‘Gamer Girls’: More Than a Derogatory Label

When it comes to video gaming, women are seen as marginal in two ways. Firstly, women represent a minority of the industry's consumerist audience and secondly, the representation of women within video games is sexist. For the purposes of this article, the focus will be on the former.

The video game industry has largely been marketed towards men since its boom with the release of consoles such as the N64 in the 1980s; it is extremely rare that a game is created (at least in the western industry) which includes a larger female cast of characters than their male counterparts. One aspect of the video game industry that has been largely of concern is marketing. Men are often the intended target of marketers and therefore the focus of advertisements caters towards what they desire and expect from a game. Usually this involves first-person shooters, an intricate levelling system and laborious plot. However, such an assumption is in itself sexist. Why is it that violence is considered an overtly masculine trait that only men can enjoy? World of Warcraft, Mass Effect, Call of Duty, Grand Theft Auto, Halo, Skyrim, Assassin’s Creed - the list of male-oriented fantasy/sci-fi violence games is endless. The ethical debate concerning violence in video games aside, why is that companies are decidedly marketing fashion, dancing and simulation games as ‘Video Games for Girls’ and those incorporating war, violence and sport as ‘Video Games for Boys' ? Such categories suggest that it is still acceptable in modern twenty-first century society to separate genders with stereotypical labels. Herein lies the issue.

Marketing creates a distinction between genders, ignoring the individualism of gamers and reducing them to a clichéd representation of their gender. The industry works under the assumption that men play more video games: therefore men become the target audience and marketers insist on including guns and profanities simply because "they are more manly".

However, whilst in early studies the male:female ratio barely reached a 79:21 split (Playthings, 1988), more recent studies are demonstrating that the ratio is becoming much more balanced. A recent study depicting the international gamer gender ratio for 2012 shows that western locations, such as the UK and the US, demonstrate a more even 54:46 and 53:47 split. However, other countries are in fact experiencing a boom in a female audience, highlighting a bias in the other direction, such as Japan’s 34:66 split. These statistics suggest that video game producers and marketers aren’t focusing on their consumer data if they’re showing a bias to stereotypical male-oriented gaming styles.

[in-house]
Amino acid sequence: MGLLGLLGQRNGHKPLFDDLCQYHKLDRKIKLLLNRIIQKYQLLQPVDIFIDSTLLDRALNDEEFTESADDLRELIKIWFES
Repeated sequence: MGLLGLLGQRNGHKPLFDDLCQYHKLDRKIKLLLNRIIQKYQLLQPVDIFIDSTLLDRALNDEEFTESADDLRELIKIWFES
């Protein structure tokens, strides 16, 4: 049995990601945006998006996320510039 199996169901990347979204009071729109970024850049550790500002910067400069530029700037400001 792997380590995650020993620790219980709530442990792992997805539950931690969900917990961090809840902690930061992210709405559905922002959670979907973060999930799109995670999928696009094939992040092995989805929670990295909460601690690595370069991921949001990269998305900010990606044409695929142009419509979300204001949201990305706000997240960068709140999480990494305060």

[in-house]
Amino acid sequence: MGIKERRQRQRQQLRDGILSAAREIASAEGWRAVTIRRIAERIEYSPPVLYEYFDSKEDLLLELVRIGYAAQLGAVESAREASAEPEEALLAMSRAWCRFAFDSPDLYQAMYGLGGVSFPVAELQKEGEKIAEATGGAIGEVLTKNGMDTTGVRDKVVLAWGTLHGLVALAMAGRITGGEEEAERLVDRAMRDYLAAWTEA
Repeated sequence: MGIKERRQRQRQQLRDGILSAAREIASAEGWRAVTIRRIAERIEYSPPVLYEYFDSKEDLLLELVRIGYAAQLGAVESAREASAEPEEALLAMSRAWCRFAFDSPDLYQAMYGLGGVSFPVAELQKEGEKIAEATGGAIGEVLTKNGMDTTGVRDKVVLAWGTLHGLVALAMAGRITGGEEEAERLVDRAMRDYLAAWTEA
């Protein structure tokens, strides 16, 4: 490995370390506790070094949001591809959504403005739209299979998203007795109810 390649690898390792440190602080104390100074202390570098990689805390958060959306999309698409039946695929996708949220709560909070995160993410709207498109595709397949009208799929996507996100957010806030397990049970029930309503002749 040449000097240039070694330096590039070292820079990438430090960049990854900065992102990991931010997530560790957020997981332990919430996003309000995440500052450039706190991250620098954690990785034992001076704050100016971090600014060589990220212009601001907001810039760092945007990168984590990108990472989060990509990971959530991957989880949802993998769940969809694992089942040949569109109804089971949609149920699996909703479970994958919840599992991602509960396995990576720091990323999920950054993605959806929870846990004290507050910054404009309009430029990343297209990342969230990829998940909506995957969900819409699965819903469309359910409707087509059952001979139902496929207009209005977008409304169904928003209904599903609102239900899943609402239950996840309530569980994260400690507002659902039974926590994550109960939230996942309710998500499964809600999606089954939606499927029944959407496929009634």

My first ever video games were Pokemon Blue and Jak & Daxter, though my most recent two have been The Witcher 3: Wild Hunt and TellTale’s Game of Thrones. Both utilise controlled male protagonists, all contain fantasy violence (albeit varying degrees of such) and yet even as a woman, I thoroughly enjoyed all. Yet according to many website’s game categorisations, these games are not marketed towards my gender and subsequently suggest they are unsuitable for me. Women can therefore feel isolated in male dominated videogame platforms, but there is also a much more personal side of gaming that deters women. From personal experience, one reason that women are deterred from video games is due to the misogyny they experience on multiplayer platforms. In the 2010s, the multiplayer platform has become more popular than ever. Better graphics, a larger pool of players and an increased ease of international connection results in high competition between gamers. It’s a natural progression. However, such a progression has meant that unfortunately the minority gender receives slander from the majority gender.

Once a keen player myself, I eagerly joined the ‘new’ multiplayer platforms that didn’t involve USB or infrared connections between handheld devices. However, upon entering and exploring this new environment, I was met with various forms of verbal abuse and prejudice. I’d either be bombarded by male players excited that a female had entered their virtual world for sexual reasons or be attacked with profanities telling me to, in other words, leave because my gender meant that I was terrible at the game and therefore would underperform to a group’s success in achieving their goal. Regardless of my individual skill, I wasn’t welcome nor comfortable in such an environment.

To quote a friend and delve further into such assumptions, his argument was: ‘Gamer girls are two things. Sluts or nerds.’ I am not hesitant to say how offensive such a statement is, considering it was from a friend, but it also highlights an important and yet casual prejudice in the field. Even the term ‘gamer girls’ is becoming counterproductive. To isolate and label based on one’s gender is a modern issue, even if the intentions are to create pride for female gamers, it automatically highlights their difference to the anticipated norm. It is so common for a male gamer to label female gamers’ skill and intentions simply based on gender. This emphasises how attitudes towards women in gaming aren’t merely the fault of the creators and marketers but also of the players themselves. How are women expected to feel comfortable playing a video game when they enter a world of prejudice and slander before even pressing ‘X’ or ‘A’? Whilst the technological revolution has rapidly advanced and outperformed other industries, it is clear that the attitudes of those involved in the process are still relatively old-fashioned. Ultimately, the issue is not of creating gender balance within the industry’s gamers, but of creating an environment where members of both genders can feel welcome and comfortable playing video games.


Edited by Sarah Holmes


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